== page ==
6. I’m an avid wine drinker, and this piece made me think about the longevity of winemakers. This isn’t scientific, but check out the ages at death for some of the well known winemakers:

    (BV Beaulieu Vineyards)Andre Tchelistcheff: 92
    Robert Mondavi: 95
    Ernest Gallo: 99
    Julio Gallo: 83
    Peter Mondavi (still alive) in his 90’s

    They all died old and drank a lot of red wine.

  7. […] then there are things we can’t say.  You can’t make mention of any kind of the potential health benefits of drinking a glass or two of red wine.  Nope!  Not allowed.  Never mind that […]

  8. Tom,

    That’s fascinating. I do believe there’s a direct connection.

    I lost 25 lbs last year and did not reduce my wine consumption. A 6-ounce glass of dry red wine is about 125 calories. That’s easy to find elsewhere: 2 Oreos (120 cal.), 2 Hershey’s kisses (150 cal.), Starbucks latte (120 cal.).

    Wine contains polyphenols that inhibit the formation of cholesterol, which lowers the risk of ischaemic heart disease. As an antioxidant, these polyphenols also destroy free radicals, thus slowing the development of cancer cell. Findings by French scientist Serge Renaud.

    I’ll drink to that.

    Paul Kalemkiarian
    President, Wine of the Month Club

  9. […] that America became a wine-loving nation in 1991, when 60 Minutes correspondent Morley Safer narrated a segment on the health benefits of red wine. Mike Steinberger had always assumed Americans started getting […]

  10. An impressive share, I just given this onto a colleague who was doing a bit analysis on this. And he in reality bought me breakfast simply because I located it for him.. smile. So let me reword that: Thnx for the treat! But yeah Thnkx for spending the time to talk about this, I feel strongly about it and love reading a lot more on this subject. If achievable, as you turn into expertise, would you mind updating your weblog with far more particulars? It can be extremely useful for me. Big thumb up for this blog post!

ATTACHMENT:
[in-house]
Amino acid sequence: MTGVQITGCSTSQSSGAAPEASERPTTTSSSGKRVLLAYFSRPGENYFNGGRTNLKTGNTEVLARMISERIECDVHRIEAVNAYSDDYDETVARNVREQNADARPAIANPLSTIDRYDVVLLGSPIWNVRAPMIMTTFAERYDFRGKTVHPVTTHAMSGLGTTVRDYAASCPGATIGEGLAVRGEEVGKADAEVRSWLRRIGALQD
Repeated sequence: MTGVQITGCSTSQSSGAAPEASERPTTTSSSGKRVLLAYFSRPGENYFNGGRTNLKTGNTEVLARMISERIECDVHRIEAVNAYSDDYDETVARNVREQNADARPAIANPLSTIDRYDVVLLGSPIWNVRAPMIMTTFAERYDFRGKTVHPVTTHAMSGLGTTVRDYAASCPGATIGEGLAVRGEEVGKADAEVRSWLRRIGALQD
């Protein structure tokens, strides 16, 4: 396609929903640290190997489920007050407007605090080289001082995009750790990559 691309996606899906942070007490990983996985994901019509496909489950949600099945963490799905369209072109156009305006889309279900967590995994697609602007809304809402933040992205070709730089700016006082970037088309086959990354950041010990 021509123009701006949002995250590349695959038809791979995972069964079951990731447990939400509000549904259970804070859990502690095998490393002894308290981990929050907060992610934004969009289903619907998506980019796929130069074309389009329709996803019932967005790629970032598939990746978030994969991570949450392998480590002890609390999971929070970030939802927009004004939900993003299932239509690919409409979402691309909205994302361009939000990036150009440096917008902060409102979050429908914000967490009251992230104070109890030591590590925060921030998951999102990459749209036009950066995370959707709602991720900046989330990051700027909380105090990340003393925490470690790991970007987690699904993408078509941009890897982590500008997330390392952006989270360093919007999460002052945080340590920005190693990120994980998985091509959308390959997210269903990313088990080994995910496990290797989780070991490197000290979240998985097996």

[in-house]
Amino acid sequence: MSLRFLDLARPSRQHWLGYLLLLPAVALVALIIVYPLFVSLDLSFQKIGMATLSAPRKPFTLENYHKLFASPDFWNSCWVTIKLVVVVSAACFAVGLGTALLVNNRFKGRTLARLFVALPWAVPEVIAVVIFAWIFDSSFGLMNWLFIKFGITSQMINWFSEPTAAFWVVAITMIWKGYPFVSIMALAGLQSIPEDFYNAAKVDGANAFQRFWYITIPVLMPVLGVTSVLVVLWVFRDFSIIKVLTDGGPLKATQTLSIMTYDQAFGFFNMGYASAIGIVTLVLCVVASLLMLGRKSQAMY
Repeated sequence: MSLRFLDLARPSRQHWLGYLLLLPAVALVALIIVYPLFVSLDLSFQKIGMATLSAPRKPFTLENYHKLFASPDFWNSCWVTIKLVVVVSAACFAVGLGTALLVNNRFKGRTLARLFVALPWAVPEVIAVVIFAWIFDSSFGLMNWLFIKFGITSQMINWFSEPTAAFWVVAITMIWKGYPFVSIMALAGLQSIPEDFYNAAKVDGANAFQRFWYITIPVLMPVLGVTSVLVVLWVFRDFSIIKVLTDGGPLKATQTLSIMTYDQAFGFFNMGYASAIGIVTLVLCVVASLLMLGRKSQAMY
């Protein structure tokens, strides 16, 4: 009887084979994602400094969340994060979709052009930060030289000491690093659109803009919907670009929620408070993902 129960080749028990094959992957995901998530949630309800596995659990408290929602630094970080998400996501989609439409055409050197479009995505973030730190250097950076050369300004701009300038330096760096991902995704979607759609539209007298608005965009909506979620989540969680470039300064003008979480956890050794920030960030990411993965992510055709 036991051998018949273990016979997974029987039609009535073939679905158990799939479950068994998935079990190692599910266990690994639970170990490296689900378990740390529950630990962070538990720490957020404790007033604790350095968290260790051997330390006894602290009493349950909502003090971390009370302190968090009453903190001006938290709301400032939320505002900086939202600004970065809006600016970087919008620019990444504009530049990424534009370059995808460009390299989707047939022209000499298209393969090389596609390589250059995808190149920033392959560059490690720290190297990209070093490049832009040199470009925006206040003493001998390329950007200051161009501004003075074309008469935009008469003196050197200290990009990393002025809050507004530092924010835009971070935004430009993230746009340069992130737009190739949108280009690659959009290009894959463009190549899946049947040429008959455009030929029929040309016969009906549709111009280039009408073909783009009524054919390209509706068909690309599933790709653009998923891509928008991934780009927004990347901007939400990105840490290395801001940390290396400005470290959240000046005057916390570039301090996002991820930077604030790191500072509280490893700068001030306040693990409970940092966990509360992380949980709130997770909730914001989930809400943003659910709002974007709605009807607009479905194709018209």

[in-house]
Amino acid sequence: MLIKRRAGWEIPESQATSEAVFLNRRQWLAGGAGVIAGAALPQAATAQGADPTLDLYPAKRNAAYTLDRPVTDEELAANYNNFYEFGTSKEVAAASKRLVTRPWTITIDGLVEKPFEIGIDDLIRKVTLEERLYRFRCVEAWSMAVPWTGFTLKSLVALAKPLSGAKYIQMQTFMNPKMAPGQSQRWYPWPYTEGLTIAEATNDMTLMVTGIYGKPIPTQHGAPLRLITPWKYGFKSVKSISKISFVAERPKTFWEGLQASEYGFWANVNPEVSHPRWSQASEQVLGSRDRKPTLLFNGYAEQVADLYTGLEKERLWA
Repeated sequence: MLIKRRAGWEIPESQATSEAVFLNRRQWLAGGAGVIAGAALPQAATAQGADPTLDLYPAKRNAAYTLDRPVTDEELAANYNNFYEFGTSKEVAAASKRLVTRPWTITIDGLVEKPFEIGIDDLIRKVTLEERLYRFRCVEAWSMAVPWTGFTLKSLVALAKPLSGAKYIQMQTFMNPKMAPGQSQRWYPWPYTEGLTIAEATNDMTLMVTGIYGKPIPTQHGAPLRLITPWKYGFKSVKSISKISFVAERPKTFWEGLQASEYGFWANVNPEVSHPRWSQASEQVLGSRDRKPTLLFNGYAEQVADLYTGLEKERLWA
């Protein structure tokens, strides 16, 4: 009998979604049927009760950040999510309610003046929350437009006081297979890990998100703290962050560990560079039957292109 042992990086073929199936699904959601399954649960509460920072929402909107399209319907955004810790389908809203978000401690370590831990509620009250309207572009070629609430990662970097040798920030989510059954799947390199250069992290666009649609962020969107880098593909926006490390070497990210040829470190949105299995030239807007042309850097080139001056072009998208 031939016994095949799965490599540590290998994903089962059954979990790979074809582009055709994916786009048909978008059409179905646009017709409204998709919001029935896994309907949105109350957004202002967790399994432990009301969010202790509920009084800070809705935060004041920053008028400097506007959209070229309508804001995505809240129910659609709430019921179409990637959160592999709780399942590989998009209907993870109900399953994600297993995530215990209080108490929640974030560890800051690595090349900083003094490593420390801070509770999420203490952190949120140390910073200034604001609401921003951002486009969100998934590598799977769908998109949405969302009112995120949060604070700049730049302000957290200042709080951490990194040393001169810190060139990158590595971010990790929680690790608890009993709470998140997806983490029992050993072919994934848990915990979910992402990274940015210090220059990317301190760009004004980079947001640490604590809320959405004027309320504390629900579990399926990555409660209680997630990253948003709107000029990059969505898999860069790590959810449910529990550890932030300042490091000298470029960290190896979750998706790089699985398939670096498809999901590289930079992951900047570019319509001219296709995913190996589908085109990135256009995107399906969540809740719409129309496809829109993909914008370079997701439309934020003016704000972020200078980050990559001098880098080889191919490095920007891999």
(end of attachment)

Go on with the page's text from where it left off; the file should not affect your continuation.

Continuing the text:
11. […] diet lowered coronary disease and failure saw Americans reach for wine, particularly red. (View segment.) Since 1993, per capita consumption of wine has increased every […]


Wine Maps

Recent Comments

Recent Posts

See my op-eds in the NYT
"Drink Outside the Box"
"Red, White, and Green"


Monthly Archives


Blog posts via email



Wine industry jobs


One of the “fresh voices taking wine journalism in new and important directions.” -World of Fine Wine

“His reporting over the past six months has had seismic consequences, which is a hell of an accomplishment for a blog.” -Forbes.com

"News of such activities, reported last month on a wine blog called Dr. Vino, have captivated wine enthusiasts and triggered a fierce online debate…" The Wall Street Journal

"...well-written, well-researched, calm and, dare we use the word, sober." -Dorothy Gaiter & John Brecher, WSJ

jbf07James Beard Foundation awards

Saveur, best drinks blog, finalist 2012.

Winner, Best Wine Blog

One of the "seven best wine blogs." Food & Wine,

One of the three best wine blogs, Fast Company

See more media...


Wine books on Amazon: